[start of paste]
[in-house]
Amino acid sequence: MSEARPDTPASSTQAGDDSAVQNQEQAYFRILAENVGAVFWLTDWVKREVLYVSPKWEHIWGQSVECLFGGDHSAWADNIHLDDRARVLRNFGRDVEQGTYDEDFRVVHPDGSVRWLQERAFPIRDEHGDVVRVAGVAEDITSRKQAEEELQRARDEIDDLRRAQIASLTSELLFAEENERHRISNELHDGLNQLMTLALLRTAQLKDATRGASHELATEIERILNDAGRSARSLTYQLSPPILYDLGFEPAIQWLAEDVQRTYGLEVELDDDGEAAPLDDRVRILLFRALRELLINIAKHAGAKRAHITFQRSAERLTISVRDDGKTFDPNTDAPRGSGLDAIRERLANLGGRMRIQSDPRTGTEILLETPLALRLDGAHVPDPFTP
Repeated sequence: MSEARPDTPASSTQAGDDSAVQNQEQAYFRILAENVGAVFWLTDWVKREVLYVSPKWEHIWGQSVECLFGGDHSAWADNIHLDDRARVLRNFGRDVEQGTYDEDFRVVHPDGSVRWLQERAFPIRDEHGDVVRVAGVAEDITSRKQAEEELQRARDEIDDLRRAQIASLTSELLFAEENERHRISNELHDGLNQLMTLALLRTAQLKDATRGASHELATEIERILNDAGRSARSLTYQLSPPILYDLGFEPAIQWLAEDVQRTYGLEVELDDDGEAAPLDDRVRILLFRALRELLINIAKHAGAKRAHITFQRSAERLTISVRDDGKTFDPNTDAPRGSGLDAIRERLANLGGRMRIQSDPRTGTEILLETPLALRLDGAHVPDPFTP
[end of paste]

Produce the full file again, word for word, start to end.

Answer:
[in-house]
Amino acid sequence: MSEARPDTPASSTQAGDDSAVQNQEQAYFRILAENVGAVFWLTDWVKREVLYVSPKWEHIWGQSVECLFGGDHSAWADNIHLDDRARVLRNFGRDVEQGTYDEDFRVVHPDGSVRWLQERAFPIRDEHGDVVRVAGVAEDITSRKQAEEELQRARDEIDDLRRAQIASLTSELLFAEENERHRISNELHDGLNQLMTLALLRTAQLKDATRGASHELATEIERILNDAGRSARSLTYQLSPPILYDLGFEPAIQWLAEDVQRTYGLEVELDDDGEAAPLDDRVRILLFRALRELLINIAKHAGAKRAHITFQRSAERLTISVRDDGKTFDPNTDAPRGSGLDAIRERLANLGGRMRIQSDPRTGTEILLETPLALRLDGAHVPDPFTP
Repeated sequence: MSEARPDTPASSTQAGDDSAVQNQEQAYFRILAENVGAVFWLTDWVKREVLYVSPKWEHIWGQSVECLFGGDHSAWADNIHLDDRARVLRNFGRDVEQGTYDEDFRVVHPDGSVRWLQERAFPIRDEHGDVVRVAGVAEDITSRKQAEEELQRARDEIDDLRRAQIASLTSELLFAEENERHRISNELHDGLNQLMTLALLRTAQLKDATRGASHELATEIERILNDAGRSARSLTYQLSPPILYDLGFEPAIQWLAEDVQRTYGLEVELDDDGEAAPLDDRVRILLFRALRELLINIAKHAGAKRAHITFQRSAERLTISVRDDGKTFDPNTDAPRGSGLDAIRERLANLGGRMRIQSDPRTGTEILLETPLALRLDGAHVPDPFTP